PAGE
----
The cryptocurrency accounting firm, Lukka, has announced the launch of the Lukka Library, which is an interactive compilation of academic papers that address legal, accounting, and tax questions related to crypto assets.
“In 2014, People weren’t interested in paying their taxes in 2014.”
Co-CEO of Lukka Robert Materazzi, and Lukka Library creator and head of tax and regulatory affairs, Roger Brown offer their take on the matter
Materazzi says that the firm was formed in 2014 under its former brand, Libra after the founder “Googled how to pay his capital gains tax and found that there wasn’t any solution that was out there.”
The experience encouraged the founder to bring together some developers to build what Robert says was the first cryptocurrency tax calculator. However, the product didn’t make an impact as “people weren’t interested in paying their taxes in 2014 relating to crypto.”
After the 2017 bull run, Bitcoin was pushed towards the mainstream and gave rise to an explosion in crypto hedge funds; the company decided to shift its focus towards institutions.
Brown says that they then set about making a list of 170 issues pertaining to crypto tax for which they state “there was either no IRS guidance, or the IRS guidance on the topic was overly broad and missed the nuances in their facts.”
More Than 75 Topics Covered In Lukka Library
Roger says that as of now in the Lukka Library, more than 75 topics are covered, including a wide range of taxation strategies for traders of crypto as well as suggestions on how to value digital assets that have high volatility for institutions.
The resource has articles written by more than twenty-four authors, including the University of Pennsylvania and also legal firms Steptoe & Johnson, McDermott Will & Emery, Baker & Hostetler, and Mayer Brown.
The users of Lukka can also request articles addressing desired topics and can access the authors that are featured in the collection of the library.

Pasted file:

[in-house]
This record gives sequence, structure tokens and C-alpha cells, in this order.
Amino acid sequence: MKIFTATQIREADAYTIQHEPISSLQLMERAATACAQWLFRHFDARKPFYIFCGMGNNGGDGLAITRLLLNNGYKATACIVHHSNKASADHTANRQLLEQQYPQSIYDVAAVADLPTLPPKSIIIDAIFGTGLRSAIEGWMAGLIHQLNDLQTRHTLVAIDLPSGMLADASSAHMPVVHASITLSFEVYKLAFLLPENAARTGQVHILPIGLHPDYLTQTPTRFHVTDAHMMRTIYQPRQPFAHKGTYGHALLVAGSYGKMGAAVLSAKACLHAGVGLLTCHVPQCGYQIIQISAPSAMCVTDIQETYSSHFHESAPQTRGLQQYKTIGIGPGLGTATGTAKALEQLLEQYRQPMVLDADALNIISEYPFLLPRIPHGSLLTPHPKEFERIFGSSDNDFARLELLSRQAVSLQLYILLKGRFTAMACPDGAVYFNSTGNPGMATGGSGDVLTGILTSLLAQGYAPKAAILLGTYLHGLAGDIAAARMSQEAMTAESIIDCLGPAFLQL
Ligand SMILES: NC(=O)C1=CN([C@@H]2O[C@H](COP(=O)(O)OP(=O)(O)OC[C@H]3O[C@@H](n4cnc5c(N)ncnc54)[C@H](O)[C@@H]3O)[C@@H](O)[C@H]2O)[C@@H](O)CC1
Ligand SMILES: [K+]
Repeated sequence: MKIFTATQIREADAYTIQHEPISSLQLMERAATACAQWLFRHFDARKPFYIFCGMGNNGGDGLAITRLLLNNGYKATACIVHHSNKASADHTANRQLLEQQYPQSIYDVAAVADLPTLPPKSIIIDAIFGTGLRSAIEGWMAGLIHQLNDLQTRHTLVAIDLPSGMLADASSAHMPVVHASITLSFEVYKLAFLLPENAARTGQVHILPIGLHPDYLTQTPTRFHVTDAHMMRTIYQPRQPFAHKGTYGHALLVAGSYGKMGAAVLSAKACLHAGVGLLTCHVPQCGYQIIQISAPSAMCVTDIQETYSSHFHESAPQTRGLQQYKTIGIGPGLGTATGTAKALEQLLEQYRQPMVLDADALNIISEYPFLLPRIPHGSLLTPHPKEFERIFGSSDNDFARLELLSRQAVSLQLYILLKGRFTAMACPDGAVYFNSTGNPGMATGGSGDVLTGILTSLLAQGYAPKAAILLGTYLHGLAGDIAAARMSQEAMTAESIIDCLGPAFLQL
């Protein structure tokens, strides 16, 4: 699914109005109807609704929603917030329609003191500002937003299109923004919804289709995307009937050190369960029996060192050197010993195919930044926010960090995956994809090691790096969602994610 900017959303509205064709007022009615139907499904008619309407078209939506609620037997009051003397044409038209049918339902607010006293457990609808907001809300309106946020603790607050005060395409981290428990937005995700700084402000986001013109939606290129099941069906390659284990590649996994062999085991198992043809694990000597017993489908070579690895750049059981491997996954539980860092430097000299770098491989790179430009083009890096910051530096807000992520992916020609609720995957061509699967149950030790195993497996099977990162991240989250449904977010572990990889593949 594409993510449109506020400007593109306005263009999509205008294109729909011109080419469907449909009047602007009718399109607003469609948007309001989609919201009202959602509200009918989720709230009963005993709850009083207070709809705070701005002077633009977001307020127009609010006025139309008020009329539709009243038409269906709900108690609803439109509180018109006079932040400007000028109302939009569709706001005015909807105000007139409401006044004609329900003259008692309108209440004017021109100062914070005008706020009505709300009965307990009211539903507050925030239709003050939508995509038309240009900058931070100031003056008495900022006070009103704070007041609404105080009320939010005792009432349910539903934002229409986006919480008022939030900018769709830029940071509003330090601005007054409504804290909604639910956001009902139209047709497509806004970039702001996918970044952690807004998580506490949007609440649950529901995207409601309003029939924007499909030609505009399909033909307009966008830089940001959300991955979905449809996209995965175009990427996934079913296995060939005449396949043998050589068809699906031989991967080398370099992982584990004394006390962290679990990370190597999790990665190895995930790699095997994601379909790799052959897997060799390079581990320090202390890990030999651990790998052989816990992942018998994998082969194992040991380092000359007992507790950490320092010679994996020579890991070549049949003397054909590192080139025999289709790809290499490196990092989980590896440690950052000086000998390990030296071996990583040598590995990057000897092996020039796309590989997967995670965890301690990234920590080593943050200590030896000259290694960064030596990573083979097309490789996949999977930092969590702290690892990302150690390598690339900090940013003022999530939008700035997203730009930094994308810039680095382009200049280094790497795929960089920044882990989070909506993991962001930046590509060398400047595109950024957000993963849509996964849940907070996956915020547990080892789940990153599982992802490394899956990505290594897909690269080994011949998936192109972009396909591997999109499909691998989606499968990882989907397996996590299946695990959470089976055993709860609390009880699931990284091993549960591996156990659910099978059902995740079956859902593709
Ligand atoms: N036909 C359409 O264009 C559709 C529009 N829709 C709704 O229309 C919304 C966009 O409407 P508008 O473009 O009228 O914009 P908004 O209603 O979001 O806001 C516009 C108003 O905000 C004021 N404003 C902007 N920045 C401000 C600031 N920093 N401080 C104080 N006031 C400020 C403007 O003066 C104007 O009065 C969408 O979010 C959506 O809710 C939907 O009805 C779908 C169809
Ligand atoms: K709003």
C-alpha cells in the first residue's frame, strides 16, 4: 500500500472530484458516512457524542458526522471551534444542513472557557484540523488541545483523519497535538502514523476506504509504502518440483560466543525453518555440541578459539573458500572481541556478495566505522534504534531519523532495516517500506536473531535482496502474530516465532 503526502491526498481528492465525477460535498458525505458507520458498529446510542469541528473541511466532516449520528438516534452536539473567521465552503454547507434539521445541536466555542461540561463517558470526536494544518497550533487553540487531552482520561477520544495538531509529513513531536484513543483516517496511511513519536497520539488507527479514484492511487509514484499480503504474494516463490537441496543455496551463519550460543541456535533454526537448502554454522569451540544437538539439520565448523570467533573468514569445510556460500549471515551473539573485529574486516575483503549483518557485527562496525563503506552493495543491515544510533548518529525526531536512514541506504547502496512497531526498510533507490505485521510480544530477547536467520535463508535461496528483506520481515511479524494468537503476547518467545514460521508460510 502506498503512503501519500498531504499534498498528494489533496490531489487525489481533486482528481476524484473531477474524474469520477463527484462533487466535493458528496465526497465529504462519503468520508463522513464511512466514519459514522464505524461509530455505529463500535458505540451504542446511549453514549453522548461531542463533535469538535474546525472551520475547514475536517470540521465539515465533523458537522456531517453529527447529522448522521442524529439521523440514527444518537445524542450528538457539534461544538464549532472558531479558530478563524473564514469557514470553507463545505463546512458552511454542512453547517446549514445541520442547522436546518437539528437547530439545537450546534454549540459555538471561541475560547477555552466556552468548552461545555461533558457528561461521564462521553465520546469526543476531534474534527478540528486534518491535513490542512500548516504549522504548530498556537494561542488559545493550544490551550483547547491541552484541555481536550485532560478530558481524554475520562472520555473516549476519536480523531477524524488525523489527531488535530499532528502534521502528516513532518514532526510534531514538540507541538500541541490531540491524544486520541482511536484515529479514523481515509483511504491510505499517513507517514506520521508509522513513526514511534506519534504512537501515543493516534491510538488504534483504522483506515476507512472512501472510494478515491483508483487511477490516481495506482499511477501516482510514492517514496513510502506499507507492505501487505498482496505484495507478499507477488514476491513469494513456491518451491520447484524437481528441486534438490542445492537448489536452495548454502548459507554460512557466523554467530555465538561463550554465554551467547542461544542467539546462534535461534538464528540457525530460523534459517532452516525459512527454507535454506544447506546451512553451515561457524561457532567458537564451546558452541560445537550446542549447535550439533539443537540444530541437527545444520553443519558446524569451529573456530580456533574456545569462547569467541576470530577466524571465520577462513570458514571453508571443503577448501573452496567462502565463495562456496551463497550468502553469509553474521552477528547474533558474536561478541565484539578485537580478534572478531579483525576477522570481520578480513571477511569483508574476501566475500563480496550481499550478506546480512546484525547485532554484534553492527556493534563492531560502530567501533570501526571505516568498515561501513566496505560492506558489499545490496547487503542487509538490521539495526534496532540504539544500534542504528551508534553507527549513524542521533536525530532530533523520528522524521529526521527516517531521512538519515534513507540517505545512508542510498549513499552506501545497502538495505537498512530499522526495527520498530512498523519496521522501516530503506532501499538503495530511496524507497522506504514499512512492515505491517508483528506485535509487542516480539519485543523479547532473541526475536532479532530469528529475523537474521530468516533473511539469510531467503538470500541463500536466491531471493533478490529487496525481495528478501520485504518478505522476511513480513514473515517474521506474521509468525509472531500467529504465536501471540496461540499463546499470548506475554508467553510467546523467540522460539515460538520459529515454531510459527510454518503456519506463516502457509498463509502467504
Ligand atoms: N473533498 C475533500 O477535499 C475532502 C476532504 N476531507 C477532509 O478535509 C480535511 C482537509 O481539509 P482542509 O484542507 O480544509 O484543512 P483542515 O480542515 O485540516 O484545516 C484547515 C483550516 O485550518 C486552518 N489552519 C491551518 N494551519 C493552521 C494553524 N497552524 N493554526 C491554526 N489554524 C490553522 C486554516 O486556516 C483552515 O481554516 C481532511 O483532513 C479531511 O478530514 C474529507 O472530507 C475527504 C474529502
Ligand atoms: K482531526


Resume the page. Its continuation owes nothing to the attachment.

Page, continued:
Users need to pay $99.95 per year annually to access the Lukka Library.
Roger states that the platform is requesting content internationally, starting with a focus on the U.K.
Brown’s take on U.S. digital dollar proposals
Looking forward, Materazzi says that Lukka believes “crypto assets and digital assets are the future,” adding: “finally all the regulators and governments are catching up to this right now.”
Brown agrees that the said future may be arriving sooner than anticipated, citing current proposals for a U.S.-government backed digital dollar.
“The US has two bills in Congress and one in the House, one in the Senate that talk about digitizing the dollar and the digitization not only just at the institutional level […] but they’re also going to creating a digital wallet for each U.S. person to, in effect, no longer have to deal with currency. And that’s incredibly important. Not only for technology, the savings around sending it, the security also associated with it […] but digital assets are more traceable than cash. So that could be part of the reason why Congress is enacting it.”
He adds: “People say you could get the coronavirus from touching money in coins, you can’t do that by touching digital assets.”
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